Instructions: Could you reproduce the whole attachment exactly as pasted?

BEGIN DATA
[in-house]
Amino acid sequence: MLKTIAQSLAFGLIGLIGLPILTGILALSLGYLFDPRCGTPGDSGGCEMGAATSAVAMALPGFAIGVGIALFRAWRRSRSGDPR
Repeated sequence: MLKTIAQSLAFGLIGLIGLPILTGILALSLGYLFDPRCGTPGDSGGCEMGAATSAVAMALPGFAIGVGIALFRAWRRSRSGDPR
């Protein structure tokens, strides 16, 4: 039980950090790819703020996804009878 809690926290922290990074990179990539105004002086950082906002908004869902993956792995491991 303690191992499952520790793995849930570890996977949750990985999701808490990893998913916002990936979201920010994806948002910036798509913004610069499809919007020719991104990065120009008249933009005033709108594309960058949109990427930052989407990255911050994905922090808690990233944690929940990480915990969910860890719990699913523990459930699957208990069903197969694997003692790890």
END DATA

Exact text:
[in-house]
Amino acid sequence: MLKTIAQSLAFGLIGLIGLPILTGILALSLGYLFDPRCGTPGDSGGCEMGAATSAVAMALPGFAIGVGIALFRAWRRSRSGDPR
Repeated sequence: MLKTIAQSLAFGLIGLIGLPILTGILALSLGYLFDPRCGTPGDSGGCEMGAATSAVAMALPGFAIGVGIALFRAWRRSRSGDPR
């Protein structure tokens, strides 16, 4: 039980950090790819703020996804009878 809690926290922290990074990179990539105004002086950082906002908004869902993956792995491991 303690191992499952520790793995849930570890996977949750990985999701808490990893998913916002990936979201920010994806948002910036798509913004610069499809919007020719991104990065120009008249933009005033709108594309960058949109990427930052989407990255911050994905922090808690990233944690929940990480915990969910860890719990699913523990459930699957208990069903197969694997003692790890």